“You’re Where You Belong” is soft and moody, a bank of synth strings and soft piano chords, again referencing the Anthem, subtly coupled with a few nods to Goose’s theme from the first movie. “Give ‘Em Hell” is mostly understated tension, shifting string patterns and keyboard textures, which rises to become bolder and more rousing in the brass-led conclusion, stoic heroism in the face of desperate odds.

“Dagger One Is Hit/Time to Let Go” underscores part of the film’s conclusive mission attack on the uranium enrichment facility, and builds on the sound of the earlier action sequences with more heavy strings and percussion patterns. A moment of tragedy is again scored with emotional strings that have clear allusions to Goose’s theme – the sense of anguish in the scene in context is helped immeasurably by the emotion in the music, especially when solemn horns take over as the key instrumental texture. This is followed by the triple-header “Tally Two/What’s the Plan/F-14,” which follows Maverick and Rooster as they attempt to escape in a jet stolen from a hostile airbase, them both having been shot down behind enemy lines. The music here is initially darker and more menacing, with more ominous percussion sounds and whining, twisting horn figures. The thrilling Darkstar motif returns during the piece’s middle section, a clever nod to the ‘recklessness’ Maverick showed earlier, and the fact that the same recklessness and ingenuity is going to save their skins when it matters the most, and it climaxes breathlessly.

The score’s three main ideas – Faltermeyer’s Anthem, Gaga’s love theme, and the new Zimmer/Balfe contributions – weave through “The Man, the Legend/Touch Down” in a way that is very impressive, and it offers a supremely satisfying and crowd-pleasing conclusion to the entire score. Everything is performed with a sense of major key heroism, sun-kissed and evocative, and with a sense of both relief and redemption that is quite palpable.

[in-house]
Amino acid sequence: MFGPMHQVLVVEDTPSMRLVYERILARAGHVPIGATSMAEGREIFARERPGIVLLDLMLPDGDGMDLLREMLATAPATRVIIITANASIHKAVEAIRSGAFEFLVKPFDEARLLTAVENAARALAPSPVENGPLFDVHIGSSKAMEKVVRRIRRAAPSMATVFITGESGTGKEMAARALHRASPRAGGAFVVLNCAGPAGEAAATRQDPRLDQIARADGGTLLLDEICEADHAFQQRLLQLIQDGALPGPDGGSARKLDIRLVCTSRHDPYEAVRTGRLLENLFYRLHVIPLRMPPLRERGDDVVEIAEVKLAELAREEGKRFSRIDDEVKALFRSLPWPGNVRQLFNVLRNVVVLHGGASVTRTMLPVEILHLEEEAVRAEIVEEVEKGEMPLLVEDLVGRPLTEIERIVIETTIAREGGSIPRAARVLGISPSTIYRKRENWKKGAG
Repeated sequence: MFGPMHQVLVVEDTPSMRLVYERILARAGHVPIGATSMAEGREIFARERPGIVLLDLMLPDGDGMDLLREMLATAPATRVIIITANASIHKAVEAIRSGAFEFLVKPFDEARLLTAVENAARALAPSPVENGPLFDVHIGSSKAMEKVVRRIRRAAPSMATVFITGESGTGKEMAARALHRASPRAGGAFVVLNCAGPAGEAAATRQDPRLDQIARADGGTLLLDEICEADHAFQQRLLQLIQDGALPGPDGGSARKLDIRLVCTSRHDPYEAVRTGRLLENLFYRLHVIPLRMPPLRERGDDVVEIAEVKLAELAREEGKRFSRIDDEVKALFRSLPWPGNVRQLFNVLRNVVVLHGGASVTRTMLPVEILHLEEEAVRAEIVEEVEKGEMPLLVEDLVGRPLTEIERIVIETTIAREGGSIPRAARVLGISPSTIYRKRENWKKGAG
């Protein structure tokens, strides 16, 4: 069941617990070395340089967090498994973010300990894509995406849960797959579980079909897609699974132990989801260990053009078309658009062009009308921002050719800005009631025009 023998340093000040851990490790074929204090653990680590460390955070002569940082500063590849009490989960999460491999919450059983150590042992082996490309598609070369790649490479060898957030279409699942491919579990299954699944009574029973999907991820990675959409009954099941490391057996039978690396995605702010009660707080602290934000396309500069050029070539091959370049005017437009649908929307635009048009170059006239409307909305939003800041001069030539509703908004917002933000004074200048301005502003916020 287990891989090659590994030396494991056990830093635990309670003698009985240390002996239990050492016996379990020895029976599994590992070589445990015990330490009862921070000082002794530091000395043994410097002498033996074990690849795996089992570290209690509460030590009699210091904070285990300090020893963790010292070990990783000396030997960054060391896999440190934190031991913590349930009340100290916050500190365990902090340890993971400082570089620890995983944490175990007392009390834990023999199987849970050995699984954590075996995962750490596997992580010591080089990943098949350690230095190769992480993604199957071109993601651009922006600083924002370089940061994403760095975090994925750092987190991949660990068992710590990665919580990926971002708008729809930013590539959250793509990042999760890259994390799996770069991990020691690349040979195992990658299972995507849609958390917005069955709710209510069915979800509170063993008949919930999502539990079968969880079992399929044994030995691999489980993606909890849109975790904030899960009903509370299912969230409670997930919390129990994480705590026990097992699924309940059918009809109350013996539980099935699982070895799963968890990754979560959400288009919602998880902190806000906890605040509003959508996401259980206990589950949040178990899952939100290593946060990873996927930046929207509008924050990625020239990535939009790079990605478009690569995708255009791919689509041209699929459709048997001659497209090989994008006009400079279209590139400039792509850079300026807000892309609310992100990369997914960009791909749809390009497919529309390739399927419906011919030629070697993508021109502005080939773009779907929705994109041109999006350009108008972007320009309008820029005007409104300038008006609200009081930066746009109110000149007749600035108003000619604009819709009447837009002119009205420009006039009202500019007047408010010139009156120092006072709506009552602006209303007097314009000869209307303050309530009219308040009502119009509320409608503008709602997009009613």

Fans of the original Top Gun, or of 1980s throwback synth scores in general, will find a lot to enjoy in Top Gun: Maverick. The whole thing trades heavily in period nostalgia, even down to the makeup of the commercial soundtrack album, which combines just a few score selections with a handful of popular songs, but to diminish the project to pure wistfulness would be to do it a disservice. Parts of the score are really very impressive indeed – the “Darkstar” motif will be especially appealing to contemporary Zimmer fans – and the action music in the score’s second half often picks up a heavy head of steam, driving the movie along. The moments of catharsis and redemption– of which there are many, especially towards the end of the film – feel earned, and have their emotional content bolstered by the score’s easy charm. This is fun stuff, from top to bottom, and if you still feel that same need for speed that you did in 1986, you won’t want to miss out on this effective blast from the past.

Note: this is a review of the commercial soundtrack album that contains just 30 minutes of score, including the reprise of the Anthem. A longer score-only release of the music is scheduled to be released at some point in the future, and this review will be revised to reflect that album after it comes out.

Buy the Top Gun: Maverick soundtrack from the Movie Music UK Store

Track Listing:

  • Main Titles – You’ve Been Called Back to Top Gun (2:30)
  • Danger Zone (written by Giorgio Moroder and Tom Whitlock, performed by Kenny Loggins) (3:36)
  • Darkstar (3:01)
  • Great Balls of Fire – Live (written by Jack Hammer and Otis Blackwell, performed by Miles Teller) (1:55)
  • You’re Where You Belong/Give ‘Em Hell (5:46)
  • I Ain’t Worried (written by Björn Yttling, Brent Kutzle, John Eriksson, Peter Morén, Ryan Tedder, and Tyler Spry, performed by OneRepublic) (2:28)
  • Dagger One Is Hit/Time to Let Go (5:06)
  • Tally Two/What’s the Plan/F-14 (4:34)
  • The Man, the Legend/Touch Down (3:54)
  • Penny Returns (2:47)
  • Hold My Hand (written by Stephanie Germanotta and Michael Tucker, performed by Lady Gaga) (3:45)
  • Top Gun Anthem (written by Harold Faltermeyer) (4:13)

Running Time: 43 minutes 35 seconds

Interscope Records (2022)

Music composed by Lorne Balfe, Harold Faltermeyer, Lady Gaga and Hans Zimmer. Orchestrations by Bruce Fowler, Walt Fowler, David Giuli, Jennifer Hammond, Yvonne Suzette Moriarty and Booker White. Additional music by David Fleming, Andrew Kawczynski, Steve Mazzaro, Steve Davis, Sven Faulconer, Stuart Michael Thomas, Max Aruj and Steffen Thum. Recorded and mixed by Al Clay and Stephen Lipson. Edited by Cecile Tournesac and Ryan Rubin. Album produced by Lorne Balfe and Hans Zimmer.